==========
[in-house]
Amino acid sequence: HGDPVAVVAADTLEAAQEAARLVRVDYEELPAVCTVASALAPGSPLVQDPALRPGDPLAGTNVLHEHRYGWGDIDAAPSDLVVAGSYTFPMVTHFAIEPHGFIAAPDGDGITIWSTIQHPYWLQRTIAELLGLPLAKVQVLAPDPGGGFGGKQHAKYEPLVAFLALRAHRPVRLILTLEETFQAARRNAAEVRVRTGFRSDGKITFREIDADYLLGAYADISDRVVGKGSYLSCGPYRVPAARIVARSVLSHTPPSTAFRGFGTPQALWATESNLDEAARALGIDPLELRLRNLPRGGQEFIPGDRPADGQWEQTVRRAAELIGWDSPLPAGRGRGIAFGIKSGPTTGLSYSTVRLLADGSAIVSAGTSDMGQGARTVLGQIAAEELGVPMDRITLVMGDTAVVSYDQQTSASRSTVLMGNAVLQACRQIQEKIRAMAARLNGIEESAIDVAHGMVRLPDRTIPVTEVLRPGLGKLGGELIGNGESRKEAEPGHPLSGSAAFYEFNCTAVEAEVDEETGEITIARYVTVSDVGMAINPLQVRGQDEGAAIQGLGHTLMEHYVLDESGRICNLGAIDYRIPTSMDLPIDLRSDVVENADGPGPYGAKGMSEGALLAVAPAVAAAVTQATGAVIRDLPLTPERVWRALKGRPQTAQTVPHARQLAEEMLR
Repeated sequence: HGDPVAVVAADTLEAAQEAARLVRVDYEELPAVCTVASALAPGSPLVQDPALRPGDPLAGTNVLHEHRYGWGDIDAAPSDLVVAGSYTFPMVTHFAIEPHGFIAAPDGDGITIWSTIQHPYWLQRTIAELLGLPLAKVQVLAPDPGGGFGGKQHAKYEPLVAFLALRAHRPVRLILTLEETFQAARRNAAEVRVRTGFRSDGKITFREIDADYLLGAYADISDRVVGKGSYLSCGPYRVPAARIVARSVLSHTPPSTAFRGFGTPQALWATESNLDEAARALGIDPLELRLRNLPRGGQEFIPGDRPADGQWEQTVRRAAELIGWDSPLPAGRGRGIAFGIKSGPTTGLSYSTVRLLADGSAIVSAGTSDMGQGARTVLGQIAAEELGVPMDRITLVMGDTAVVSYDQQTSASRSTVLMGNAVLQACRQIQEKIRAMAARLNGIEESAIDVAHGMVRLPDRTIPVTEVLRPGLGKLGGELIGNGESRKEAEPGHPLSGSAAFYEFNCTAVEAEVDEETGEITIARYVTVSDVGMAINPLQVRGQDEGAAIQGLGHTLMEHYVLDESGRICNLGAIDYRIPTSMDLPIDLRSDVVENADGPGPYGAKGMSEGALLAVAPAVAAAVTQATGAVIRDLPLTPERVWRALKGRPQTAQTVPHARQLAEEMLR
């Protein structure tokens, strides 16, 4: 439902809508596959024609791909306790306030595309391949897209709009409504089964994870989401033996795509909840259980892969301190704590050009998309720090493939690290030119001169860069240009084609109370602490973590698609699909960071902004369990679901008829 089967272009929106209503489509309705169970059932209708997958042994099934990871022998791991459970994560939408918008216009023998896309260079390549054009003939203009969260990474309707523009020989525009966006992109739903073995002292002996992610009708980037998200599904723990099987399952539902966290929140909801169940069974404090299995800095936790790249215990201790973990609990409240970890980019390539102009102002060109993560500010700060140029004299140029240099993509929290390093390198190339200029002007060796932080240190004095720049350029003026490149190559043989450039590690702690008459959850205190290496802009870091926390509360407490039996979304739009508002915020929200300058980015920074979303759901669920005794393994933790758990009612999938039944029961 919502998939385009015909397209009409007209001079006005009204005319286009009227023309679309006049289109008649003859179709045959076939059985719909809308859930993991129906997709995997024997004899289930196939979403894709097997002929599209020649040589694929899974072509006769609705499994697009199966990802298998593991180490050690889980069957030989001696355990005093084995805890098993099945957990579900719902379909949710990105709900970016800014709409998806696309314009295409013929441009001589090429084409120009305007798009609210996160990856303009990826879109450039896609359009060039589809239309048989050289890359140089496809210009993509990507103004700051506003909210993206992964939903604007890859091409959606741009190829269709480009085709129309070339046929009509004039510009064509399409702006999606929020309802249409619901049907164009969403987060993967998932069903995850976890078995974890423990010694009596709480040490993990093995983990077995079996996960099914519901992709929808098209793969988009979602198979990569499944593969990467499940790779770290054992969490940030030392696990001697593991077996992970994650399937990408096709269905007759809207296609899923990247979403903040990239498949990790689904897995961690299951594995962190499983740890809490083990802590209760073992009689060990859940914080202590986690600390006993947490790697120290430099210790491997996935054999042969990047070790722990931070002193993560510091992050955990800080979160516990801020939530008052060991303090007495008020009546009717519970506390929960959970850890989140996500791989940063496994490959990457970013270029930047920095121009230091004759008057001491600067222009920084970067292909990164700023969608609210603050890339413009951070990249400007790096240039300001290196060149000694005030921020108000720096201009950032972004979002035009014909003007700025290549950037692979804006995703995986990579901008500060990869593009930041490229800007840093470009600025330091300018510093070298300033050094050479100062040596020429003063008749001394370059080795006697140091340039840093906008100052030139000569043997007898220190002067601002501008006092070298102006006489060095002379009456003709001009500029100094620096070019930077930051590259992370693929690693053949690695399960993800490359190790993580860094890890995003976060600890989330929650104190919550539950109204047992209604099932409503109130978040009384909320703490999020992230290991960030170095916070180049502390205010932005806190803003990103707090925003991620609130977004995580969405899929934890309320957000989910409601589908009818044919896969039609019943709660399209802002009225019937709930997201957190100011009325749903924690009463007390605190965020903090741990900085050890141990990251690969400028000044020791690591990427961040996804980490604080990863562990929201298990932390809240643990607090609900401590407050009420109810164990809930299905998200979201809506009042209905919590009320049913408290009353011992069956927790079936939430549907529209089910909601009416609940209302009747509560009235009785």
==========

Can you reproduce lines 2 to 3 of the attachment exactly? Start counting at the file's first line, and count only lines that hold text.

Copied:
Amino acid sequence: HGDPVAVVAADTLEAAQEAARLVRVDYEELPAVCTVASALAPGSPLVQDPALRPGDPLAGTNVLHEHRYGWGDIDAAPSDLVVAGSYTFPMVTHFAIEPHGFIAAPDGDGITIWSTIQHPYWLQRTIAELLGLPLAKVQVLAPDPGGGFGGKQHAKYEPLVAFLALRAHRPVRLILTLEETFQAARRNAAEVRVRTGFRSDGKITFREIDADYLLGAYADISDRVVGKGSYLSCGPYRVPAARIVARSVLSHTPPSTAFRGFGTPQALWATESNLDEAARALGIDPLELRLRNLPRGGQEFIPGDRPADGQWEQTVRRAAELIGWDSPLPAGRGRGIAFGIKSGPTTGLSYSTVRLLADGSAIVSAGTSDMGQGARTVLGQIAAEELGVPMDRITLVMGDTAVVSYDQQTSASRSTVLMGNAVLQACRQIQEKIRAMAARLNGIEESAIDVAHGMVRLPDRTIPVTEVLRPGLGKLGGELIGNGESRKEAEPGHPLSGSAAFYEFNCTAVEAEVDEETGEITIARYVTVSDVGMAINPLQVRGQDEGAAIQGLGHTLMEHYVLDESGRICNLGAIDYRIPTSMDLPIDLRSDVVENADGPGPYGAKGMSEGALLAVAPAVAAAVTQATGAVIRDLPLTPERVWRALKGRPQTAQTVPHARQLAEEMLR
Repeated sequence: HGDPVAVVAADTLEAAQEAARLVRVDYEELPAVCTVASALAPGSPLVQDPALRPGDPLAGTNVLHEHRYGWGDIDAAPSDLVVAGSYTFPMVTHFAIEPHGFIAAPDGDGITIWSTIQHPYWLQRTIAELLGLPLAKVQVLAPDPGGGFGGKQHAKYEPLVAFLALRAHRPVRLILTLEETFQAARRNAAEVRVRTGFRSDGKITFREIDADYLLGAYADISDRVVGKGSYLSCGPYRVPAARIVARSVLSHTPPSTAFRGFGTPQALWATESNLDEAARALGIDPLELRLRNLPRGGQEFIPGDRPADGQWEQTVRRAAELIGWDSPLPAGRGRGIAFGIKSGPTTGLSYSTVRLLADGSAIVSAGTSDMGQGARTVLGQIAAEELGVPMDRITLVMGDTAVVSYDQQTSASRSTVLMGNAVLQACRQIQEKIRAMAARLNGIEESAIDVAHGMVRLPDRTIPVTEVLRPGLGKLGGELIGNGESRKEAEPGHPLSGSAAFYEFNCTAVEAEVDEETGEITIARYVTVSDVGMAINPLQVRGQDEGAAIQGLGHTLMEHYVLDESGRICNLGAIDYRIPTSMDLPIDLRSDVVENADGPGPYGAKGMSEGALLAVAPAVAAAVTQATGAVIRDLPLTPERVWRALKGRPQTAQTVPHARQLAEEMLR